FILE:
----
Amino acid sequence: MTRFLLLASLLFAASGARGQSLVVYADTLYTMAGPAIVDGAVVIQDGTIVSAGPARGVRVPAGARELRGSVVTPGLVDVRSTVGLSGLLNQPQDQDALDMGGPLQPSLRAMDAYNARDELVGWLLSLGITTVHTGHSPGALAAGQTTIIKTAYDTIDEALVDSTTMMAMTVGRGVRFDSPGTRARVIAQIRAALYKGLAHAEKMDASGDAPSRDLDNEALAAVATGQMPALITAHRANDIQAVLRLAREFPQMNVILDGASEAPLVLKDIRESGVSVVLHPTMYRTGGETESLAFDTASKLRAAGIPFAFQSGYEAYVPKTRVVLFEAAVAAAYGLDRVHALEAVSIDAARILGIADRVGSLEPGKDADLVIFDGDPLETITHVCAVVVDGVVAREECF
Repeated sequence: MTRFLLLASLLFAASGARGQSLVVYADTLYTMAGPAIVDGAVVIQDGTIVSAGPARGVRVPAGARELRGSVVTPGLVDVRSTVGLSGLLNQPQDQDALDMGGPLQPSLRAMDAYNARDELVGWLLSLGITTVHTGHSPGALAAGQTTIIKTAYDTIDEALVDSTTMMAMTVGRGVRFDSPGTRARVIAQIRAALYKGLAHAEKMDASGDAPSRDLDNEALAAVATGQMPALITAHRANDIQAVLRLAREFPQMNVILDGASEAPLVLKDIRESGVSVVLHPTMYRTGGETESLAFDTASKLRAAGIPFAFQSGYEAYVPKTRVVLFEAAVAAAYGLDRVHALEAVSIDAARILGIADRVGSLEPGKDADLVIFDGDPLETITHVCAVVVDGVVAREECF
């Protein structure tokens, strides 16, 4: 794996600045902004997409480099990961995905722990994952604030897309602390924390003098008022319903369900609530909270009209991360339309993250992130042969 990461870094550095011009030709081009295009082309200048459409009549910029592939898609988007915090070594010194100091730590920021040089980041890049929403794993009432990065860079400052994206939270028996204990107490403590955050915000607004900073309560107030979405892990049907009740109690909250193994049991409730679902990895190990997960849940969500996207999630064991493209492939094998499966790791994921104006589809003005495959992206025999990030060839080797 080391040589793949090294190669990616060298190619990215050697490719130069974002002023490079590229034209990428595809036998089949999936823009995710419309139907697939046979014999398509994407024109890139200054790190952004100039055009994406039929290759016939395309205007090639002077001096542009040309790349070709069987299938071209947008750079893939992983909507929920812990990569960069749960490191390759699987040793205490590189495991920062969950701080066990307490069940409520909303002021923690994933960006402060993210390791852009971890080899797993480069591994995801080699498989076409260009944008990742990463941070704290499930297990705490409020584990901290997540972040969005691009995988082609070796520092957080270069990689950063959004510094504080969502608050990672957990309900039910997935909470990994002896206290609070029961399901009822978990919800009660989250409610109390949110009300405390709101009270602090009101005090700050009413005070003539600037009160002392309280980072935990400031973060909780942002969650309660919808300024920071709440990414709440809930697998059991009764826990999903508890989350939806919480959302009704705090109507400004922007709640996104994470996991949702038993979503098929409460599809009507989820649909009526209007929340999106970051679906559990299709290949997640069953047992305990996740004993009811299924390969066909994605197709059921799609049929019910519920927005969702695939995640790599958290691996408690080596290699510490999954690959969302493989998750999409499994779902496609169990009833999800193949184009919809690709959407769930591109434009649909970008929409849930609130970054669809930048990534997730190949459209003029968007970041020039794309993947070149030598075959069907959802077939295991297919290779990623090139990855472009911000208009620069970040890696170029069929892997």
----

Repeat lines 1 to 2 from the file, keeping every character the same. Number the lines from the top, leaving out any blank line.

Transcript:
Amino acid sequence: MTRFLLLASLLFAASGARGQSLVVYADTLYTMAGPAIVDGAVVIQDGTIVSAGPARGVRVPAGARELRGSVVTPGLVDVRSTVGLSGLLNQPQDQDALDMGGPLQPSLRAMDAYNARDELVGWLLSLGITTVHTGHSPGALAAGQTTIIKTAYDTIDEALVDSTTMMAMTVGRGVRFDSPGTRARVIAQIRAALYKGLAHAEKMDASGDAPSRDLDNEALAAVATGQMPALITAHRANDIQAVLRLAREFPQMNVILDGASEAPLVLKDIRESGVSVVLHPTMYRTGGETESLAFDTASKLRAAGIPFAFQSGYEAYVPKTRVVLFEAAVAAAYGLDRVHALEAVSIDAARILGIADRVGSLEPGKDADLVIFDGDPLETITHVCAVVVDGVVAREECF
Repeated sequence: MTRFLLLASLLFAASGARGQSLVVYADTLYTMAGPAIVDGAVVIQDGTIVSAGPARGVRVPAGARELRGSVVTPGLVDVRSTVGLSGLLNQPQDQDALDMGGPLQPSLRAMDAYNARDELVGWLLSLGITTVHTGHSPGALAAGQTTIIKTAYDTIDEALVDSTTMMAMTVGRGVRFDSPGTRARVIAQIRAALYKGLAHAEKMDASGDAPSRDLDNEALAAVATGQMPALITAHRANDIQAVLRLAREFPQMNVILDGASEAPLVLKDIRESGVSVVLHPTMYRTGGETESLAFDTASKLRAAGIPFAFQSGYEAYVPKTRVVLFEAAVAAAYGLDRVHALEAVSIDAARILGIADRVGSLEPGKDADLVIFDGDPLETITHVCAVVVDGVVAREECF